Dai Bingguo Attends and Addresses Seminar to Mark the 30th Anniversary of Sino-U.S. Diplomatic Relations
On January 13, 2009, Chinese State Councilor Dai Bingguo attended a seminar held by the Chinese People's Institute of Foreign Affairs (CPIFA) to mark the 30th anniversary of Sino-U.S. diplomatic relations. He delivered a speech at the seminar.
The relationship had seen great achievements in the past 30 years, though successes and setbacks went along with the development, Dai said in his speech. The landmark development not only served the well-being of the two peoples, but was also significant to peace and prosperity of the world. The thirty years of historical experience proved the three Sino-U.S. joint communiques as the political foundation of the Sino-U.S. relationship, he said. Dai said the Sino-U.S. relationship would develop healthily and stably, as long as the two sides worked together, from a strategic and long-term perspective, to stay firm in the direction of developing constructive cooperative relations, to deepen mutually beneficial cooperation, and to accommodate and respect each other's concerns.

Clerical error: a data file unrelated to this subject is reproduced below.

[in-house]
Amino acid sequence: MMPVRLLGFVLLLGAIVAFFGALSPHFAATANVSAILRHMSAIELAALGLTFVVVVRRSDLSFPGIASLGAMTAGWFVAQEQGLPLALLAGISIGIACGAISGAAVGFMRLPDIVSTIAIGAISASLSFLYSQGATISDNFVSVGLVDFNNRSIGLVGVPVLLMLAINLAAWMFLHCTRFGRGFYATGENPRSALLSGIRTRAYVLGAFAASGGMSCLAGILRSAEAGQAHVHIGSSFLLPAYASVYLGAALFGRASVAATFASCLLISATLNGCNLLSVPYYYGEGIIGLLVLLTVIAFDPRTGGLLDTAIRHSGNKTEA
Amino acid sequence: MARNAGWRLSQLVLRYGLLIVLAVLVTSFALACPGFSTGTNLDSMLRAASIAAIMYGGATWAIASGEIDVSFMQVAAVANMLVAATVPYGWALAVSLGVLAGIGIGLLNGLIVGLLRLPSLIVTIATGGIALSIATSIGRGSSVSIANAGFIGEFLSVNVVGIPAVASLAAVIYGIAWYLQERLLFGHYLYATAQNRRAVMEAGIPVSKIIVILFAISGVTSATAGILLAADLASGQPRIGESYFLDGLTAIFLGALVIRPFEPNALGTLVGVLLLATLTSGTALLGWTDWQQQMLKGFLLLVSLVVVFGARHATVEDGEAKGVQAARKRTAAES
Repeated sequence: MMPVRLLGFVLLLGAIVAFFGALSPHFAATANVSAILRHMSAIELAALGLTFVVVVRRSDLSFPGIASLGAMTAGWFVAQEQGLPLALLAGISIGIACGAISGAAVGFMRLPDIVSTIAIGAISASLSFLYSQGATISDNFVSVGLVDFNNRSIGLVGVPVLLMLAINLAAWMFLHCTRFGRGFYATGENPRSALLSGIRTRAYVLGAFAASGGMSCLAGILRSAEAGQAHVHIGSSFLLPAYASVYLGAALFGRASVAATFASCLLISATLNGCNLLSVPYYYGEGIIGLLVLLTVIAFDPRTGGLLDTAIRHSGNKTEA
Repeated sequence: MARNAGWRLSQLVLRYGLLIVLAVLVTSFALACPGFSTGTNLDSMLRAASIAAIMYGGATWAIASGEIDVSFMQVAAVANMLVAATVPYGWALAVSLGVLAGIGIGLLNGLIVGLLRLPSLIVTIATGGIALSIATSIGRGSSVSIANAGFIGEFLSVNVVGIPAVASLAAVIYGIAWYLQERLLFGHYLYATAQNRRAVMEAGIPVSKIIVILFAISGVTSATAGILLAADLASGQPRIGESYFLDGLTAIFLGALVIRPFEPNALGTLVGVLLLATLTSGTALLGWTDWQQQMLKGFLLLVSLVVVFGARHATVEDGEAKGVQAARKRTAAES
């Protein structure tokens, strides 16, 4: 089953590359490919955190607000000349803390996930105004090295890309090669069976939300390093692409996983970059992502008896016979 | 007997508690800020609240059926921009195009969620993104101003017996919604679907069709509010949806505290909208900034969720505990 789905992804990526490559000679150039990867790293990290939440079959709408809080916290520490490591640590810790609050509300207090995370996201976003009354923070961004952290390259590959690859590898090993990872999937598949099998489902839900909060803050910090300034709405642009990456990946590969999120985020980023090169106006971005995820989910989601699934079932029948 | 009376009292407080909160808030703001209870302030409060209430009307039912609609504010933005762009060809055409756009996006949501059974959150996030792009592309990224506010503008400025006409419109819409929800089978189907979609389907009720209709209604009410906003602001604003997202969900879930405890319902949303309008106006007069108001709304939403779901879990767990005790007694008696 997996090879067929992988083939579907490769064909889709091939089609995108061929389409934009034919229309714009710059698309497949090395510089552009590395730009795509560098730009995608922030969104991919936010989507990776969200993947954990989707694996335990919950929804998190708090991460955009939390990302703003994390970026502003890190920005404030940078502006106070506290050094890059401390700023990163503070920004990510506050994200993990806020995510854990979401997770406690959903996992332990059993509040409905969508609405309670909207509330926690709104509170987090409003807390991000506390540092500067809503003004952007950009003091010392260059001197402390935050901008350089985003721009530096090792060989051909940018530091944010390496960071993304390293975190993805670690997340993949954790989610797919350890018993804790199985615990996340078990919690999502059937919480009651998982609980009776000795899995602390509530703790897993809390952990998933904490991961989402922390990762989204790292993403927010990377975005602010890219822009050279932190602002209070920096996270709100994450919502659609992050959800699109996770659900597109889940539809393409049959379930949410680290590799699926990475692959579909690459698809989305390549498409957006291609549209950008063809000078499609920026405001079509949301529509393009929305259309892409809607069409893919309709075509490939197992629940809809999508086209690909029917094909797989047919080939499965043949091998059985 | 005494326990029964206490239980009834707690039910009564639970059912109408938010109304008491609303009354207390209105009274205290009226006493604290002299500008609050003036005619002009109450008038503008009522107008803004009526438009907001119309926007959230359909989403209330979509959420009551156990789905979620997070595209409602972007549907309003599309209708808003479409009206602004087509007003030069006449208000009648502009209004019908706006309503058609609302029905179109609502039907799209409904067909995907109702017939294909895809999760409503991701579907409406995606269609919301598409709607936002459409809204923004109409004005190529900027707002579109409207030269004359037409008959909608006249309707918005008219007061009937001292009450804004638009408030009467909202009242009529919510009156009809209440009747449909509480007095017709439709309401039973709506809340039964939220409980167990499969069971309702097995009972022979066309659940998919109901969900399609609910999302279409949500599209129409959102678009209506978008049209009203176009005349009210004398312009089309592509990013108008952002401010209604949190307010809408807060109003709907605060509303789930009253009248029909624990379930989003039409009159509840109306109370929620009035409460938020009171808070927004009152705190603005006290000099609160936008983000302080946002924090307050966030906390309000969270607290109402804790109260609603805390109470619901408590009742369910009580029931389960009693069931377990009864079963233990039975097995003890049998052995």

Dai said China had also seen tremendous changes since its reform and opening up, which started in 1978. China's future had become more closely connected to the development of the world. A more developed, prosperous, open and harmonious China that adheres to the road of peaceful development would make greater contributions to peace and development of mankind, he added.
"We are living in a world where the shared interests among countries are expanding and their interdependence is increasingly strengthened," said Dai. China and the United States are sharing more responsibilities and cooperating on a broader basis than in 1979 when they established diplomatic ties, Dai said. He suggested that the two sides advance with the times, inherit the past and usher in the future and seize chances with a responsible attitude to promote the sustained, healthy and steady development of bilateral relations.
The event gathered more than 200 people including former U.S. Secretary of State Henry Kissinger, former National Security Advisors Brent Scowcroft and Zbigniew Brzezinski and U.S. Ambassador to China Clark Randt, as well as guests from home and abroad.